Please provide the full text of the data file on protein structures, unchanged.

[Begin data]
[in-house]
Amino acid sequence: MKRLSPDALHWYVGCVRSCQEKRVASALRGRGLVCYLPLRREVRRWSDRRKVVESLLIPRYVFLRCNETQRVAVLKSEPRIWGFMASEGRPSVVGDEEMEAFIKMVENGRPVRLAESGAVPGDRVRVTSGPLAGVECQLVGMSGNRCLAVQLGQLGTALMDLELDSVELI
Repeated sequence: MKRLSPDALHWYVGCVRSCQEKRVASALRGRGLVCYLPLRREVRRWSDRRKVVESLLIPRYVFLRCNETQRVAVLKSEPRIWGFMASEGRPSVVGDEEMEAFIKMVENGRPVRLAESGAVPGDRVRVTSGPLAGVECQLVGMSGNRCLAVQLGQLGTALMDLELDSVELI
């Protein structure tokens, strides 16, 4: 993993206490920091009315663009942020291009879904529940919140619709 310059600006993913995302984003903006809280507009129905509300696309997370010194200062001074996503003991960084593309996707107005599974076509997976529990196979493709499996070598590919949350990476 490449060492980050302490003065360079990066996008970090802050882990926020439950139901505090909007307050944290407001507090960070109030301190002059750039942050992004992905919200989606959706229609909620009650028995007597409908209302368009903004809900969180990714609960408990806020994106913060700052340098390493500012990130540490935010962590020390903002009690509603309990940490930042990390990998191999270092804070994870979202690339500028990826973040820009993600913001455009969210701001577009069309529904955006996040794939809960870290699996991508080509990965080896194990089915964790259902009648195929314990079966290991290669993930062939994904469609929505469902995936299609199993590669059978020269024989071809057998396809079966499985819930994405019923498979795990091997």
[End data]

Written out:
[in-house]
Amino acid sequence: MKRLSPDALHWYVGCVRSCQEKRVASALRGRGLVCYLPLRREVRRWSDRRKVVESLLIPRYVFLRCNETQRVAVLKSEPRIWGFMASEGRPSVVGDEEMEAFIKMVENGRPVRLAESGAVPGDRVRVTSGPLAGVECQLVGMSGNRCLAVQLGQLGTALMDLELDSVELI
Repeated sequence: MKRLSPDALHWYVGCVRSCQEKRVASALRGRGLVCYLPLRREVRRWSDRRKVVESLLIPRYVFLRCNETQRVAVLKSEPRIWGFMASEGRPSVVGDEEMEAFIKMVENGRPVRLAESGAVPGDRVRVTSGPLAGVECQLVGMSGNRCLAVQLGQLGTALMDLELDSVELI
């Protein structure tokens, strides 16, 4: 993993206490920091009315663009942020291009879904529940919140619709 310059600006993913995302984003903006809280507009129905509300696309997370010194200062001074996503003991960084593309996707107005599974076509997976529990196979493709499996070598590919949350990476 490449060492980050302490003065360079990066996008970090802050882990926020439950139901505090909007307050944290407001507090960070109030301190002059750039942050992004992905919200989606959706229609909620009650028995007597409908209302368009903004809900969180990714609960408990806020994106913060700052340098390493500012990130540490935010962590020390903002009690509603309990940490930042990390990998191999270092804070994870979202690339500028990826973040820009993600913001455009969210701001577009069309529904955006996040794939809960870290699996991508080509990965080896194990089915964790259902009648195929314990079966290991290669993930062939994904469609929505469902995936299609199993590669059978020269024989071809057998396809079966499985819930994405019923498979795990091997």